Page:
Mr. Gopalaswami Ayyangar, who was part of the sub-committee comprising of B.R. Ambedkar, Gopalaswami Ayyangar, K.M. Munshi and K.M. Panikkar, constituted by the Constituent Assembly to work out the details of the representations of the States in the Council of States (Rajya Sabha) 1 , explained the significance of a second chamber thus:
The most that we expect the second chamber to do is perhaps to hold dignified debates on important issues and to delay legislation which might be the outcome of passions of the moment until the passions have subsided and calm consideration could be bestowed on the measures which will be before the Legislature.... Therefore, what we really achieve by the existence of this second chamber is only an instrument by which we delay action which might be hastily conceived, and also give an opportunity, perhaps, to seasoned people who may not be in the thickest of political fray, but who might be willing to participate in the debate with an amount of learning and importance which we do not ordinarily associate with a House of the People. 2
The Constituent Assembly agreed that there should be two chambers of the Legislature and adopted the Report of the Union Constitution Committee, with a few changes. 3
Quite clearly the basic idea behind the Upper House was to enable dispassionate, 'dignified debates' by the people of learning and experience because the popular representatives of the people might sometimes be found lacking in terms of a calm, unbiased disposition on account of their passionate espousal of social and political causes.
Presidential nominees under Article 80, viewed against the backdrop of the general idea behind the elite Upper House, appear to form a very small super-elite group comprising of such people whose inputs are so valuable for the nation that the President chooses to exempt them from the general democratic process of seeking popular mandate directly or indirectly. In other words, of all the Members of Parliament, it is only these 12 individuals who are part of the House purely on the force of their professional and personal merit, and their nomination to the Upper House is not the 'recognition' of the merit because wide recognition of merit is the pre-requisite for the nomination itself, which is also why the nomination is not an 'award' or 'recognition' and must certainly not be treated as such.
Article 67 (2) of the Draft Constitution prepared by the Drafting Committee corresponds to Article 80 (3) and reads thus:
The members to be nominated by the President under sub-clause (a) of clause (1) of this Article shall consist of persons having special knowledge or practical experience in respects of such matter as following, namely, -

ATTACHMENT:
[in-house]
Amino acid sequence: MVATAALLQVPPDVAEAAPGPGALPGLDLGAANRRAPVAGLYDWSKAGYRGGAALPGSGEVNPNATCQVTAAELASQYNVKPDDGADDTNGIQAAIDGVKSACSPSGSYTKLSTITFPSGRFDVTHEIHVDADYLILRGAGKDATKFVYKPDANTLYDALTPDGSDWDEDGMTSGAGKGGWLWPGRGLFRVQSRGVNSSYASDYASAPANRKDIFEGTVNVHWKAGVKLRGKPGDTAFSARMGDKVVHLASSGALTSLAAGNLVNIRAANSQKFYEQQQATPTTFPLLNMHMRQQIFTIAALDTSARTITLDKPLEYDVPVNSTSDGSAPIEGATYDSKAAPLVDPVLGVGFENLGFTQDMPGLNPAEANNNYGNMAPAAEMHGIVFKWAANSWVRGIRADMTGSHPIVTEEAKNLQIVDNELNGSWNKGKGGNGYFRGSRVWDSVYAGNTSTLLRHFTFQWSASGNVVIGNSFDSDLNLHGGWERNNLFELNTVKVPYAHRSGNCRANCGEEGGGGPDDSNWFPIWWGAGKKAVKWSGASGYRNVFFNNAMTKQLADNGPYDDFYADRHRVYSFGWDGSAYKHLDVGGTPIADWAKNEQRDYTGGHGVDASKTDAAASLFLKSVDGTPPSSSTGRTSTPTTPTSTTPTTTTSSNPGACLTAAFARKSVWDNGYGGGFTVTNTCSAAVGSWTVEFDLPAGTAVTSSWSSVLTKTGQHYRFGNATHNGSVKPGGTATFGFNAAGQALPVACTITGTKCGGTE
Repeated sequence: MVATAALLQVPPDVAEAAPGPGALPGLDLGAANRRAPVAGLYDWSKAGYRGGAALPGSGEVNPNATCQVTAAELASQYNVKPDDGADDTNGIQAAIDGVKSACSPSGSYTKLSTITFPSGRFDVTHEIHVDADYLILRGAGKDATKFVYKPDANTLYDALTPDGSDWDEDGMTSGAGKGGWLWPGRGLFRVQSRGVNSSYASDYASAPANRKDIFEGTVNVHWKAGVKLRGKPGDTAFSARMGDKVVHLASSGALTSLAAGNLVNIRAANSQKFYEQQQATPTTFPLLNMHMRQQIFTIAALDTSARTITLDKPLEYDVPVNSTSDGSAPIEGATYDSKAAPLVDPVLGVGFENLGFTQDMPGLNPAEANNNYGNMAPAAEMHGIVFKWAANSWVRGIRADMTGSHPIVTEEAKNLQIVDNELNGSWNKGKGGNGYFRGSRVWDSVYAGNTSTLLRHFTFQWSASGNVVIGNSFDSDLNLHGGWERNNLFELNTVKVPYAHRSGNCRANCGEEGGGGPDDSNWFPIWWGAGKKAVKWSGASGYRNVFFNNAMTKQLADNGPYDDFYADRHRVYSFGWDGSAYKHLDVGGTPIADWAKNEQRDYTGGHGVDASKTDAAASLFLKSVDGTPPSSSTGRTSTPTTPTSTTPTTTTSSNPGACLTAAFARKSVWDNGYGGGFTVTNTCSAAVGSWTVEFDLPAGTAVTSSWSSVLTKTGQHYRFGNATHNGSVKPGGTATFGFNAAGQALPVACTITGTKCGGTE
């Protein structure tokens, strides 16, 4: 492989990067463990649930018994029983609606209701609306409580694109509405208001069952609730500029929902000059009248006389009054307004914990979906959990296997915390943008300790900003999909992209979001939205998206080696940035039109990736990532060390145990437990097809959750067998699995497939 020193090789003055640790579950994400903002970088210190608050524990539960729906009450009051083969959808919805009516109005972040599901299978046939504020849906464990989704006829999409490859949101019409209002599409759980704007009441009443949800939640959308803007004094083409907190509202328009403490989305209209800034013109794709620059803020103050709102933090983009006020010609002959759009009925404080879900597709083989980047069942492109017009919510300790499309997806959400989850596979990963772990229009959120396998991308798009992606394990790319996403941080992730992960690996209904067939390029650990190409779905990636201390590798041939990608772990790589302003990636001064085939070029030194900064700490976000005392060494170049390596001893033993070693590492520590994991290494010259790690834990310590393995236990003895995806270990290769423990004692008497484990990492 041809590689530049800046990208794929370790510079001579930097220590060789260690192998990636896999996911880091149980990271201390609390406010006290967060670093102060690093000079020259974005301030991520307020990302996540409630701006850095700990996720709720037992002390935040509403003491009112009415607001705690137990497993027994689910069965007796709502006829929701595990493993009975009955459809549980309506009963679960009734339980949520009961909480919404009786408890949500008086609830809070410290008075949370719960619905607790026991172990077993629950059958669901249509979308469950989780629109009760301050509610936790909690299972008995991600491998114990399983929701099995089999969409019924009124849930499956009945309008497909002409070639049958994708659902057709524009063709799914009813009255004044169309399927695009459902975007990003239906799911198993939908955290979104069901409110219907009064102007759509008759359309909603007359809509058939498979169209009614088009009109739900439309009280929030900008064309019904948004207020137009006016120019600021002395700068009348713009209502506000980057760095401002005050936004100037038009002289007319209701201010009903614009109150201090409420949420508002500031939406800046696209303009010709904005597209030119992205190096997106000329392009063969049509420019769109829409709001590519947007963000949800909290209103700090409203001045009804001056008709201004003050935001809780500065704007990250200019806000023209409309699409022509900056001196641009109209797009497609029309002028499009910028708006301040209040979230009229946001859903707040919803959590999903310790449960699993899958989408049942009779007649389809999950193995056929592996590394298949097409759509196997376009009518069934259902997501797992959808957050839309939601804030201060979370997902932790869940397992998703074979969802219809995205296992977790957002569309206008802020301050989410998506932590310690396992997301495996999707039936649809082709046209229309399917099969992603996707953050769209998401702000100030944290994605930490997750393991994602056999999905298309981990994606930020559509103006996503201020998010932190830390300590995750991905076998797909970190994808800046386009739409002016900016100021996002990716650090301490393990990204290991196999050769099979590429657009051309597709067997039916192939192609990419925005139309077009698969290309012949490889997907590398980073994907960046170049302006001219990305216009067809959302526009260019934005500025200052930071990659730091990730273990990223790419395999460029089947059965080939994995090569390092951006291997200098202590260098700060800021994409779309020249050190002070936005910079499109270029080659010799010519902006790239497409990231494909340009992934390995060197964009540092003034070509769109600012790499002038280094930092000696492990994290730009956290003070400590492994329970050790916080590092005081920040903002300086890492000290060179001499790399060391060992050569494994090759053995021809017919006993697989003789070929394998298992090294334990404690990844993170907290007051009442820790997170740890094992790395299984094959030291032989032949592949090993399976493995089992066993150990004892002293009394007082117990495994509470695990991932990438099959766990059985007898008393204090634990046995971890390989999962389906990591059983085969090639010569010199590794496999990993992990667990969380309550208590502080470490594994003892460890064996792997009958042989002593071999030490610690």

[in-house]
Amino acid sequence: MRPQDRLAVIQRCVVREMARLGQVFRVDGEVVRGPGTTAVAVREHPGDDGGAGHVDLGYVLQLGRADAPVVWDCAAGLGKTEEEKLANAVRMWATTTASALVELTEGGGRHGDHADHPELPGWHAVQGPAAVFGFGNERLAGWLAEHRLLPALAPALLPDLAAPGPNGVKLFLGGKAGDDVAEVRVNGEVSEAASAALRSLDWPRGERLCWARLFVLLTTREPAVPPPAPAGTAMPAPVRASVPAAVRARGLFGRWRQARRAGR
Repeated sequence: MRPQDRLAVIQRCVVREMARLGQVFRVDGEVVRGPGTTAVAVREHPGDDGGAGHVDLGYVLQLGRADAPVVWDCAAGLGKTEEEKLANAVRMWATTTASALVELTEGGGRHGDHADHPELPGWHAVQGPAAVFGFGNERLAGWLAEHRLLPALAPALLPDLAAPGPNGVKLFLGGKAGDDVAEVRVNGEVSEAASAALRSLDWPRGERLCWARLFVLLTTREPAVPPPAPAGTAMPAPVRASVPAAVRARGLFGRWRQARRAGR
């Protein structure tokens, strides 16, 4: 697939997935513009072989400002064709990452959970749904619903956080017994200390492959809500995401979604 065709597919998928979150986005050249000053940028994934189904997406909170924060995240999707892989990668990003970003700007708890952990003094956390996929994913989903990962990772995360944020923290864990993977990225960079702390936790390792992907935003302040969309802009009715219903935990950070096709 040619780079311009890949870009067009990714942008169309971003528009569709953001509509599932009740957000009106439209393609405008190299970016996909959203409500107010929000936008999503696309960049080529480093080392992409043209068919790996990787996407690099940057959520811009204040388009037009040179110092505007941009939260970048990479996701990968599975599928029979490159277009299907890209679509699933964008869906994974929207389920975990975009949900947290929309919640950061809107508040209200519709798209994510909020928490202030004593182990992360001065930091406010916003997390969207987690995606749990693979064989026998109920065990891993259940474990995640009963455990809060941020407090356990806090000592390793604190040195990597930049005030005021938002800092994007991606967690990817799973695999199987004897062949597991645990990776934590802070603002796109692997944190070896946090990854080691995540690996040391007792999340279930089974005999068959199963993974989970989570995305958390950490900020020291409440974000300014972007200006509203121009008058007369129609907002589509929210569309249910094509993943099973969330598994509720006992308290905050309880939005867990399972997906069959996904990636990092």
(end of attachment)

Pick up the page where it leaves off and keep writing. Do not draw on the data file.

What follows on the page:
(a) literature, art, science and education;
(b) agriculture, fisheries and allied subjects;
(c) Engineering and architecture;
(d) public administration and social services. 4
The Drafting Committee attached an explanatory note to Article 67 (2) that says:
The committee understands that the panel system of election hitherto in force under the Irish Constitution has proved very unsatisfactory in practice. In the absence of any other guidance in this matter the committee has provided for nomination by the President in place of election, while retaining a certain measure of functional representation. 5
The Drafting Committee proposed the number of presidential nominees to be fifteen (15), which was reduced to twelve (12) finally by the Special Committee, and instead of four groups from eleven (11) fields, there were only four (4) fields provided for the President to pick from. An Amendment to this effect was moved by Dr. B.R. Ambedkar. 6
Therefore, the Constituent Assembly carefully considered the options and chose to allow only limited discretion to the Executive, and if the discretion has to be expanded in any way, the Parliament must speak though a Constitutional Amendment.
So, from the above discussion it is evident that with respect to Article 80 (3) 'dignified debates' and 'representation' are the key words; not 'eminence' or 'popularity' or 'talent' though these are not necessarily excluded. As for Tendulkar, he is not known for 'speaking up' on, let alone 'debating', even the issues concerning cricket. Furthermore, he can represent only cricket - the only game that needs no 'support' of any kind in this country, for it already has ample.
Thus, the bottomline is: 'sports' as a general category is not available for the President to choose from under Article 80, and Tendulkar neither 'debates' nor 'represents'. Therefore, for the purpose of Article 80, 'sports' is out in general and Tendulkar in particular, which makes the decision to have Tendulkar in Rajya Sabha unconstitutional. Tendulkar deserves a Bharat Ratna, but not a seat in Parliament.
No disrespect intended, Master Blaster.